Poverty: All in the Family

President Bush and other Republicans seeking, in the aftermath of Hurricane Katrina, for an answer to the poverty that is manifestly concentrated in some of the areas worst affected by the storm should recall the values of family and limited government that they touted when they were elected.

According to Census Bureau data, the relative levels of poverty in America are best predicted not by race, but by family makeup.

Want to find a relatively poor person in this country? Look for a broken family. Want to find a child growing up in financial adversity? Look for a family where one parent has been left to raise a child without the help of the other parent. You will especially find poor children in families where the father is not around.

Where racism persists in American life, it should be resisted and condemned. But even if we succeed in completely eradicating the evil of racism from our society, poverty will persist where families remain broken.

In 2004, according to the Census Bureau, only 6.4 percent of Americans in married-couple families lived below the poverty level, which the bureau defined as ranging from $12,334 for a family of two to $39,048 for a family of nine or more. There was some difference between the percentages for blacks and whites, but it was not large: 9.9 percent of blacks in married-couple families lived below the poverty level, while 6 percent of whites did.

On the other hand, 13.8 percent of all Americans who lived in households headed by a man without a wife present lived in poverty, while 30.5 percent of those who lived in households headed by a woman without a husband present lived in poverty.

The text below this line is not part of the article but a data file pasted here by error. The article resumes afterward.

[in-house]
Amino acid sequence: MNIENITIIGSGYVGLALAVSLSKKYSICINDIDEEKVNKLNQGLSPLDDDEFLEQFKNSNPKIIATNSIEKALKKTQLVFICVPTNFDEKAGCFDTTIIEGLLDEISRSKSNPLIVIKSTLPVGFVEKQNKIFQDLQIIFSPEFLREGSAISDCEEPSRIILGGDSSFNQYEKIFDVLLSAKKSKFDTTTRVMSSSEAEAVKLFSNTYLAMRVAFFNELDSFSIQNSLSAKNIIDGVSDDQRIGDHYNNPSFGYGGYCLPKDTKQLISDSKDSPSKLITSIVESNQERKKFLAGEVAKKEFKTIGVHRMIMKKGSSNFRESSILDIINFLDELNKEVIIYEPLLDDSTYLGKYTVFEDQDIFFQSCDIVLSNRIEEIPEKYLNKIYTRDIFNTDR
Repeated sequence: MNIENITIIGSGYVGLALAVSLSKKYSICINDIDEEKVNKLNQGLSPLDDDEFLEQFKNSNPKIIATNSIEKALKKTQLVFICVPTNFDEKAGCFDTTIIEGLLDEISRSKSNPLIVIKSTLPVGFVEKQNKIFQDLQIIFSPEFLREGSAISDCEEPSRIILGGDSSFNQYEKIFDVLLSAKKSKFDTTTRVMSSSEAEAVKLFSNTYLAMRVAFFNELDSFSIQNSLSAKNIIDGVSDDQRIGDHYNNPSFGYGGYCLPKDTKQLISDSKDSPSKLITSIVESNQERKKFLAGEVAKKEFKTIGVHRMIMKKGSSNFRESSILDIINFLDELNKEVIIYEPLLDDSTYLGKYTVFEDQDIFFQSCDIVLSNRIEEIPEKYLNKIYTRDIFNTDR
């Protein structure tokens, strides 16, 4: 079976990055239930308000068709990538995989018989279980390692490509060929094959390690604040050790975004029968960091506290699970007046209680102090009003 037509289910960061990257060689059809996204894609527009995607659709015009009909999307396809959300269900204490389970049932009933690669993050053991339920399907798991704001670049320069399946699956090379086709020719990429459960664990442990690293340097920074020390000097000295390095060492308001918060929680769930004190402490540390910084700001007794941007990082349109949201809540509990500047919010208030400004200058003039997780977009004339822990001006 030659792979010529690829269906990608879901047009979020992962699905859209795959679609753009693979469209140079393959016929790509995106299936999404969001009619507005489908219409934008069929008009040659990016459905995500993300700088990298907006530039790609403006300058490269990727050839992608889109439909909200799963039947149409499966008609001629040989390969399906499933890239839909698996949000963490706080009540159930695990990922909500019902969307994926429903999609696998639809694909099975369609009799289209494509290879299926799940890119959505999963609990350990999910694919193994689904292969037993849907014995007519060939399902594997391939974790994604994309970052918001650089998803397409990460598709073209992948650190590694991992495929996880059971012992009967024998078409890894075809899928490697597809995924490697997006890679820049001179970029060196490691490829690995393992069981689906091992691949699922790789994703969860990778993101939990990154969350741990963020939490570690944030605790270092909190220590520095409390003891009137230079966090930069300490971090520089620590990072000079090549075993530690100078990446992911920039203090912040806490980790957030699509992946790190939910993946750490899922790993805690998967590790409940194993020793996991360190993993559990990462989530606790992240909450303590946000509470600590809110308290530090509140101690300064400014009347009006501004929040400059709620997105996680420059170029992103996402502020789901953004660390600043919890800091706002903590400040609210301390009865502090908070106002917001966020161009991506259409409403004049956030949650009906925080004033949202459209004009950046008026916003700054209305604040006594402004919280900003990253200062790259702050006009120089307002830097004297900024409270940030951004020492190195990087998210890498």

Broken families were financially bad for adults, but they were worse for children and worst of all for young children. Of Americans under 18, only 9 percent of those living in married-couple families were below the poverty level last year. But 19.2 percent of those in a household headed by a male with no wife present lived in poverty, and 41.8 percent of those in a household headed by a female with no husband present lived in poverty.

If you were an American child 5 years old or younger and your father was not around, it was more likely than not that you lived below the Census Bureau’s poverty level: Last year, 53.8 percent of all under-5-year-olds who lived in a household headed by a woman whose husband was not present lived below that financial threshold.

The trend was basically the same among blacks and whites. Among whites, 52 percent of children under 5 living in fatherless households lived below the poverty level. Among blacks, it was 58.1 percent.

Clearly, if you want to defeat poverty in America, you should start by defeating any bias in our society against the traditional family. This should be a cause that unites Americans, rather divides them. But it should not unite them in favor of a bigger government.

The original civil rights movement was not sparked by politicians in Washington, D.C. It was a grassroots movement, inspired by traditional religious values, that was first and foremost aimed at reversing laws and acts of government that discriminated against people because of their race.

The successful movement to defend traditional family life — and, thus, attack poverty at its source — will be similar and, of course, has already been launched by many groups and organizations across the country. This movement, too, is grassroots, is inspired by traditional religious values and, where engaged politically rather than culturally, aims not at creating more government, but in reversing laws and policies — whether they bear on local schools, federal court decisions, welfare programs or the tax code — that discriminate against the family.


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